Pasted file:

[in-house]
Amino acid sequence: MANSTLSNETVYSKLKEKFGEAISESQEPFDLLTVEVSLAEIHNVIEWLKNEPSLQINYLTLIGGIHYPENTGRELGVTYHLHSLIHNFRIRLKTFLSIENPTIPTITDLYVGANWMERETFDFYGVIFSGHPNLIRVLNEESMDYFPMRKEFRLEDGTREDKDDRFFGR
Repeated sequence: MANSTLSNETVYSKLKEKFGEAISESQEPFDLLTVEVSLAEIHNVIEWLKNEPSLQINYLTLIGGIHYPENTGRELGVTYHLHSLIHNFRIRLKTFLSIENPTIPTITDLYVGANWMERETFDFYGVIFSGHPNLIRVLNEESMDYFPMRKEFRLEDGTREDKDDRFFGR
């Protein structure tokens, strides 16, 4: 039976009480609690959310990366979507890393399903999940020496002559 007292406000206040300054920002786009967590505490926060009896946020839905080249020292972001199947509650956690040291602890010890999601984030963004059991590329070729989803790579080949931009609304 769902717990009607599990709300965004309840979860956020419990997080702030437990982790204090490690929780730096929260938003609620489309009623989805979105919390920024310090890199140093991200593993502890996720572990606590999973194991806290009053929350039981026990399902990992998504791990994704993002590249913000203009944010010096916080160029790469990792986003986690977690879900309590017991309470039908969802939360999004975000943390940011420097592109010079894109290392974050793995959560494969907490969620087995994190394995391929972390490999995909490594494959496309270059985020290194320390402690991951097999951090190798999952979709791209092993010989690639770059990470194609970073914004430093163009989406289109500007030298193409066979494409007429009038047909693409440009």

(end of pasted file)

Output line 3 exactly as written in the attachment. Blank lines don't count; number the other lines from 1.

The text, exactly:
Repeated sequence: MANSTLSNETVYSKLKEKFGEAISESQEPFDLLTVEVSLAEIHNVIEWLKNEPSLQINYLTLIGGIHYPENTGRELGVTYHLHSLIHNFRIRLKTFLSIENPTIPTITDLYVGANWMERETFDFYGVIFSGHPNLIRVLNEESMDYFPMRKEFRLEDGTREDKDDRFFGR